Stock markets have weakened after last week’s failure of Silicon Valley Bank and Fed Chairman Jerome Powell’s testimony before Congress. The US Dollar declined. The yield on the 10-year US Treasury note has fallen back from above 4% last week to 3.5% today (Monday).
On Tuesday Powell said that the task of bringing inflation back to the long-term target of 2% might have to include raising rates higher than previously anticipated and at a faster pace, adding that the process “is likely to be bumpy”.
Friday’s stronger-than-expected US jobs report provided little evidence to counter that view showing an increase of 311,00 jobs in February although the data was mixed with the rate of unemployment rising unexpectedly. Markets are now pricing in a strong chance of a further 0.50% hike in interest rates this month and the odds may get higher depending on tomorrow’s (Tuesday) US CPI data.
Interestingly, some commentators have speculated that last week’s collapse of Silicon Valley Bank could provide a reason for the Fed to take a less aggressive stance – not wanting to add further risk to the system.
Over the course of the week, concerns about the Californian bank’s health were steadily increasing. As more and more worried customers began pulling their deposits the bank was forced to sell securities to try and meet its capital requirements realising large losses from its investments in long-dated US government bonds. Trading was halted in SVB stock on Friday morning and the bank was placed into receivership, the biggest bank failure since 2008. Fears of contagion were swiftly answered by the US government guaranteeing all customer deposits at the bank.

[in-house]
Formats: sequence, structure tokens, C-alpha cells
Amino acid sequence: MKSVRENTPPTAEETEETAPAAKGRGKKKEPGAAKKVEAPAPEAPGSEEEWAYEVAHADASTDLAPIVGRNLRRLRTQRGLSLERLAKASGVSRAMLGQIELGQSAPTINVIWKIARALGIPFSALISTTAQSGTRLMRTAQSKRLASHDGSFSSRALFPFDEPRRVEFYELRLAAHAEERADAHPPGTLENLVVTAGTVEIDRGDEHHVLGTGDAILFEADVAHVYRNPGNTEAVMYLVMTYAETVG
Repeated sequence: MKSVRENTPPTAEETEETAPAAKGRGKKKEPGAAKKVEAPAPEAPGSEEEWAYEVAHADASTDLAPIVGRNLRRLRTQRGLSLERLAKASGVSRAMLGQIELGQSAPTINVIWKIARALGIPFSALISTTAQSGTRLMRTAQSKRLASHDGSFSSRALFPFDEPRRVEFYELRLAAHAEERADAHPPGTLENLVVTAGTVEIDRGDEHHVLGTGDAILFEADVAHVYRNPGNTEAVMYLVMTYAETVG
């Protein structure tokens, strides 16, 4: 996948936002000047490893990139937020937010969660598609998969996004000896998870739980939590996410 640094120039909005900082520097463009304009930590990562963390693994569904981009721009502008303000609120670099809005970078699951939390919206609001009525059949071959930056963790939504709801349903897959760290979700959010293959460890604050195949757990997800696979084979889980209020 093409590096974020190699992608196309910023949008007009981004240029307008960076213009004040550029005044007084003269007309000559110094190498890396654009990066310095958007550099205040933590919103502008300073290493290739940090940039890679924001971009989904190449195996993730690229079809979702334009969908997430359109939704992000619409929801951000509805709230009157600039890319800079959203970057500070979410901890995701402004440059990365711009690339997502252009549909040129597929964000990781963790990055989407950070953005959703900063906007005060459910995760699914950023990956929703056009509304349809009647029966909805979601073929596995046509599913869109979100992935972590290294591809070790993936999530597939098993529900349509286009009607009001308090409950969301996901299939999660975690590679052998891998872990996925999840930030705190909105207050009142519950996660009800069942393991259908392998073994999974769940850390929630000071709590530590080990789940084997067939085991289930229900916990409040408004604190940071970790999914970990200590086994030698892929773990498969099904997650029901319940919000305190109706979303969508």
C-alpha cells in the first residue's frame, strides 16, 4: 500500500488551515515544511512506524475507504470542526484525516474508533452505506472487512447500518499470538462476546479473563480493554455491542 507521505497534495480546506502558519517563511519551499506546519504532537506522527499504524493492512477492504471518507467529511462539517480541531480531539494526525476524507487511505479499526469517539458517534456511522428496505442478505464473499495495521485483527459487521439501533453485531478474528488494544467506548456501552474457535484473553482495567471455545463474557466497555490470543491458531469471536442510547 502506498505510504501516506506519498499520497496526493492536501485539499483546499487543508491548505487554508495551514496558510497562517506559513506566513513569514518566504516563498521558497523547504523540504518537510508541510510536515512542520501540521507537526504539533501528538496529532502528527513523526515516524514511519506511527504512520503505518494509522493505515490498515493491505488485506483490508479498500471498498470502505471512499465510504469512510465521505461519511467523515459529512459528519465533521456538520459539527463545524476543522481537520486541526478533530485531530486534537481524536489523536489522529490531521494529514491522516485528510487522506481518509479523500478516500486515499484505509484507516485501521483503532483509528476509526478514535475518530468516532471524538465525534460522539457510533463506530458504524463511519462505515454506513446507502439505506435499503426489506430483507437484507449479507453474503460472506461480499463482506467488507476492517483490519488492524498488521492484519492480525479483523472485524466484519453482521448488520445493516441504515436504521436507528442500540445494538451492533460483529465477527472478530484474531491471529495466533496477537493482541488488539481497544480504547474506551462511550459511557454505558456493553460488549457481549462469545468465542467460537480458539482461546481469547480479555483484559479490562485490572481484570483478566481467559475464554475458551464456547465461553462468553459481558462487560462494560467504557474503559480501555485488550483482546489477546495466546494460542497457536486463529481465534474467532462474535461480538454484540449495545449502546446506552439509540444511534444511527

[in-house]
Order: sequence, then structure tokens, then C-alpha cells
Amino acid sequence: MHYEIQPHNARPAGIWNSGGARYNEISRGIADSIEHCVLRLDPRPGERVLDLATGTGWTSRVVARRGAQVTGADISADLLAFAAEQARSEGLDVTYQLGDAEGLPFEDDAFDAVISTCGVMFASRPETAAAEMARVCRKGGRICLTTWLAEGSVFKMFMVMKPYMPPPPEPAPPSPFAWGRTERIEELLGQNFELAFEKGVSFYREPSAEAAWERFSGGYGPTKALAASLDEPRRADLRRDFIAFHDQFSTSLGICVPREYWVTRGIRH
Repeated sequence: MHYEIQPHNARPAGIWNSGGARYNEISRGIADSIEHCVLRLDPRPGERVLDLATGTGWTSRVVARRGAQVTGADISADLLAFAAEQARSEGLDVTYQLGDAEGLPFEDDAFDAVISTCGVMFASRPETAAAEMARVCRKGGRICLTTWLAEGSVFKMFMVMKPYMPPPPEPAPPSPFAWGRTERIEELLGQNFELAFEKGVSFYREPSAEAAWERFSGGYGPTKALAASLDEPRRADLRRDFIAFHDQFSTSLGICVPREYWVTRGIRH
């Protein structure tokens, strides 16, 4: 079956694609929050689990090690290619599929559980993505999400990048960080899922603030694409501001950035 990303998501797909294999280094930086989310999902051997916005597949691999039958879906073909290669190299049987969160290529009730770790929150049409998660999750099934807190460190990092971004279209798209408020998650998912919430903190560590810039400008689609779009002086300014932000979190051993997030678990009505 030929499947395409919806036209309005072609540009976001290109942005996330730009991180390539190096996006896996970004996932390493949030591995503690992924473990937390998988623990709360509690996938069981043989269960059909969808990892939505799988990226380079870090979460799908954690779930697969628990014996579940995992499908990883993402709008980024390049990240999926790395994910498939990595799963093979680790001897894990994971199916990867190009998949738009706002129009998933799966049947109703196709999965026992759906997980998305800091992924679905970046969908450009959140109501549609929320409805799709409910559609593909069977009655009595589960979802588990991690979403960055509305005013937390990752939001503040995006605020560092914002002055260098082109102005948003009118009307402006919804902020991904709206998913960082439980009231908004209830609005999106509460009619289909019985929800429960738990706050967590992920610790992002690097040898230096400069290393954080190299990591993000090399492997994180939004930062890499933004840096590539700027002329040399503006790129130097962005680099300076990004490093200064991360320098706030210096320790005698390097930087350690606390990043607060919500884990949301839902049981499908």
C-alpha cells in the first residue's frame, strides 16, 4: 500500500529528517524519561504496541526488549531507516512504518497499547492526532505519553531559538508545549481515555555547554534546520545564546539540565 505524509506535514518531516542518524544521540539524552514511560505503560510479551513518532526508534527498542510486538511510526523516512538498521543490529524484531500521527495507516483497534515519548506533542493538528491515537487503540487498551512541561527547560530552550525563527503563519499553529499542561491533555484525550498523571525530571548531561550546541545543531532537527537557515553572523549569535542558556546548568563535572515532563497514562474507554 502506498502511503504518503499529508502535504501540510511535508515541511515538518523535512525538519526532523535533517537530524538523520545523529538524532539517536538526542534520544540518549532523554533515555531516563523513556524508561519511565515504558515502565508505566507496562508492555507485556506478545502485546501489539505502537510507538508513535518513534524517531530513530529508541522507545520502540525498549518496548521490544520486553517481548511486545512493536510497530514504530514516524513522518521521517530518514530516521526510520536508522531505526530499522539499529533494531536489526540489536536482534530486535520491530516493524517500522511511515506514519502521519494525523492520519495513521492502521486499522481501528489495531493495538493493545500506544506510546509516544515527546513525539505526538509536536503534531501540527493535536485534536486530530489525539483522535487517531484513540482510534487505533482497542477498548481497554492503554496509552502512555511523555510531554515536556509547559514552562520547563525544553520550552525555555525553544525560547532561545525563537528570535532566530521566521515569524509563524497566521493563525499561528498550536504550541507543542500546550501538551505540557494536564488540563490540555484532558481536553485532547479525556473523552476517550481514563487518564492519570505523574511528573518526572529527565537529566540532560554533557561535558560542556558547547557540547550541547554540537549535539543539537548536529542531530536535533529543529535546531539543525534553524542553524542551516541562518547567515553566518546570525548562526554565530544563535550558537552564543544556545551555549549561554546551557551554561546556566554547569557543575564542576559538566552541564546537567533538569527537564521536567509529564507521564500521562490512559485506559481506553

In a separate move announced today Silicon Valley Bank UK has been sold to HSBC in a deal arranged by the UK government after talks with the Bank of England and HSBC bosses
The UK economy bounced back more than expected in January with GDP growth of 0.3%, after shrinking 0.5% in December. This coming Wednesday, Chancellor Jeremy Hunt will present his Spring budget, and the Office for Budget Responsibility (OBR) will publish its forecasts for the next five years.
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